Human culture is strongly inﬂuenced by ecosystems, and ecosystem change can have a signiﬁcant impact on cultural identity and social stability. Human cultures, knowledge systems, religions, heritage values, social interactions, and the linked amenity services (such as aesthetic enjoyment, recreation, artistic and spiritual fulﬁllment, and intellectual development) have always beeninﬂuenced and shaped by the nature of the ecosystem and ecosystem conditions in which culture is based. At the same time, humankind has always inﬂuenced and shaped its environment. Rapid loss of culturally valued ecosystems and landscapes lead to social disruptions and societal marginalization, now occurring in many parts of the world.
To achieve conservation and sustainable use of ecosystems,‘‘traditional’’ and ‘‘formal’’ knowledge systems need to be linked. There is an emerging need and opportunity for building bridges between these two systems to improve the quality of human life. The complex relationships that exist between ecological systems and cultural systems can be understood only by linking our formal knowledge system, based on a hypothetical-deductive approach and inductivereasoning to understand ecosystems, with the traditional knowledge system, derived from societal experiences and perceptions. Our understanding of the tangible beneﬁts derived from traditional ecological knowledge, such as medicinal plants and local species of food, is relatively well developed. However, our knowledge of the linkages between ecological processes and social processes, and their tangibleand intangible beneﬁts (such as spiritual and religious values), and of the inﬂuence on sustainable natural resource management at the landscape level needs to be strengthened.
Loss of traditional knowledge systems has many direct and indirect effects on ecosystems and human welfare. The loss of traditional knowledge has a direct effect on the depletion of fauna and ﬂora and the degradation ofthe habitats and ecosystems generally. Traditional is knowledge is largely oral, and there is signiﬁcant loss every time an old person dies without leaving a record of what they know. Equally signiﬁcant is the loss of languages—the vehicles by which cultures are communicated and reproduced. It is estimated that more than 5,000 linguistic groups contain the traditional knowledge of humankind, many ofwhich may disappear by 2020. TK is a key element of sustainable development, particularly in relation to plant medicine and agriculture, which may offer solutions and cures to pandemics such as AIDS and cancer as well as to many other health problems that are emerging with globalization.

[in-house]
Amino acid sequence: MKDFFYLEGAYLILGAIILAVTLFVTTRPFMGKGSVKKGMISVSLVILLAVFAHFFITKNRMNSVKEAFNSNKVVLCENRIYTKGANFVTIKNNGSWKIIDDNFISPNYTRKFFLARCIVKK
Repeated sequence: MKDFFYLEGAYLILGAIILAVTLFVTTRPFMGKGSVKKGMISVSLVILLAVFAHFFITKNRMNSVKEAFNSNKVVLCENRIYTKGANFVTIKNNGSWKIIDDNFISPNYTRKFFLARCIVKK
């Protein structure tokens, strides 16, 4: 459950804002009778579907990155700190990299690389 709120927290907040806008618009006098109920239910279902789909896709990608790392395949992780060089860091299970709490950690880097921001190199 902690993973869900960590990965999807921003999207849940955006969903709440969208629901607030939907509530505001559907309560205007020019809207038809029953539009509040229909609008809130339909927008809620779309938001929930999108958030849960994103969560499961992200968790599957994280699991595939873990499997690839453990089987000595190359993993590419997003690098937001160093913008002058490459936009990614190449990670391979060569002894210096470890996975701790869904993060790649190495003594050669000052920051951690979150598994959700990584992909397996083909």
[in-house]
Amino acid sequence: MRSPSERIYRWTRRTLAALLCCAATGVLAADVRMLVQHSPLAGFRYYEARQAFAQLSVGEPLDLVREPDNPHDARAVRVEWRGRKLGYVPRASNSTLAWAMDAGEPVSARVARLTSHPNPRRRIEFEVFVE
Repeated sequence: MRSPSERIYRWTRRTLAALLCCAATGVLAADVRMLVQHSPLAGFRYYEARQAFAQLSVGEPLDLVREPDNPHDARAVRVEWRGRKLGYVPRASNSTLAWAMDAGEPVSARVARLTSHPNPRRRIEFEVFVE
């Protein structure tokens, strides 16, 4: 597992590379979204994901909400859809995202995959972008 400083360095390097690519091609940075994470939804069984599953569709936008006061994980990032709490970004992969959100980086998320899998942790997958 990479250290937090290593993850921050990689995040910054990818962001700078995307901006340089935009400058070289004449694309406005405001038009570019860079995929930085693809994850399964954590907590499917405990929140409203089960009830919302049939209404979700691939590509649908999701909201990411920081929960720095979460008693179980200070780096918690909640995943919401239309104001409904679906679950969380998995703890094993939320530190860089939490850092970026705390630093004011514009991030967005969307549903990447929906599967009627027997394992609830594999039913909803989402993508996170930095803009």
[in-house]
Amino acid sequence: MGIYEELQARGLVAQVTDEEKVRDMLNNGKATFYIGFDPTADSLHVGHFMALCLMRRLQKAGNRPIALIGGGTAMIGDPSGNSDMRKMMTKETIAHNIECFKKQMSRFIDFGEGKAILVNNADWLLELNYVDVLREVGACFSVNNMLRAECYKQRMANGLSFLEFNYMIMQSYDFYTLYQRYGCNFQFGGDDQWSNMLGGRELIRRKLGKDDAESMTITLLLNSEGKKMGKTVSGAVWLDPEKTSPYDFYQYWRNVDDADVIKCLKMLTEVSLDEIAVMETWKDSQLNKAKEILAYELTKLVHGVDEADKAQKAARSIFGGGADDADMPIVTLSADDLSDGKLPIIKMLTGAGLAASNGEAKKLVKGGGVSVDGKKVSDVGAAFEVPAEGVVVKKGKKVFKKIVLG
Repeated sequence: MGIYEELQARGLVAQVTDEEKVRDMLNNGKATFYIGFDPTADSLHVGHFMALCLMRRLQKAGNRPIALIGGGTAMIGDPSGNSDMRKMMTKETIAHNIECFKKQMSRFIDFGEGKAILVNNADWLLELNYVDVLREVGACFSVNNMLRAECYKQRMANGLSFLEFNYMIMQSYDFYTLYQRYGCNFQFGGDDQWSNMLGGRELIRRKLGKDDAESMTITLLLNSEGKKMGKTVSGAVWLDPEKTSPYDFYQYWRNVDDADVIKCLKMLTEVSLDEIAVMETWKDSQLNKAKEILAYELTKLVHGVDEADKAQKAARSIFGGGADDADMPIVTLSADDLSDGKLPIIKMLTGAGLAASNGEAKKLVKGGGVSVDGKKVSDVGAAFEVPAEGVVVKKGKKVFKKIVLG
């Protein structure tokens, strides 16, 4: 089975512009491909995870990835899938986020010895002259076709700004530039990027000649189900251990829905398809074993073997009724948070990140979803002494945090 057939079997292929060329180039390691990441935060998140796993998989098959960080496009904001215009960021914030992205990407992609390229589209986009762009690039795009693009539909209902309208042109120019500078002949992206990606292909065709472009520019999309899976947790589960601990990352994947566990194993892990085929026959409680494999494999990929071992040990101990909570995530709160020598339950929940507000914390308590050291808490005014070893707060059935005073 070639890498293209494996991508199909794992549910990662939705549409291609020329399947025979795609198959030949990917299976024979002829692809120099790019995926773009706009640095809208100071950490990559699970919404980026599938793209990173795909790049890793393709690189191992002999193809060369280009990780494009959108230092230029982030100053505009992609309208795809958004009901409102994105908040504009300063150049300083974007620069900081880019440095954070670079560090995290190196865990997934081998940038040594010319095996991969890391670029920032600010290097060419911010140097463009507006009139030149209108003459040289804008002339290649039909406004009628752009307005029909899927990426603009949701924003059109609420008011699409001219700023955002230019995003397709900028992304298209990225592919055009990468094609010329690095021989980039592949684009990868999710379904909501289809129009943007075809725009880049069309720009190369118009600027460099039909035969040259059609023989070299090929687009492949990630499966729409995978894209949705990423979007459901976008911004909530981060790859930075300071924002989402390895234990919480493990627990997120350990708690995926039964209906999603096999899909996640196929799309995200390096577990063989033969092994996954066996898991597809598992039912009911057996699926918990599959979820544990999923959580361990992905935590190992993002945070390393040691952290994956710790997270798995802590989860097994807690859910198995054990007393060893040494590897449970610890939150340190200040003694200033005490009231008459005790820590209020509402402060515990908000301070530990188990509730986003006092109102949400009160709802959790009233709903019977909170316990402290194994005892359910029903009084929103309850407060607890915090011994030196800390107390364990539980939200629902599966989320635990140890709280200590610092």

The importance of cultural services and values is not currently recognized in landscape planning andmanagement. These ﬁelds could beneﬁt from a better understanding of the way in which societies manipulate ecosystems and then relate that to cultural, spiritual, and religious belief systems.
This realization is reﬂected in the emphasis placed by many international organizations, such as UNEP, UNESCO, FAO, IUCN, and WWF, in recognizing ‘‘cultural landscapes,’’ ‘‘cultural agro-ecosystems,’’ World HeritageSites, and Biosphere Reserves. The so-called ecosystem approach implicitly recognizes the importance of a socioecological system approach, and policy formulations should empower local people to participate in managing natural resources as part of a cultural landscape, integrating local knowledge and institutions.
In planning and managing ecosystems, a balance must be found between cultural andamenity services. Due to changing cultural values and perceptions, there is an increasing tendency to create landscapes with high amenity values (for aesthetic and recreational use, for example) at the expense of traditional landscapes with high cultural and spiritual values. The remaining traditional landscapes require urgent protection in order to create diversiﬁed landscape systems that...
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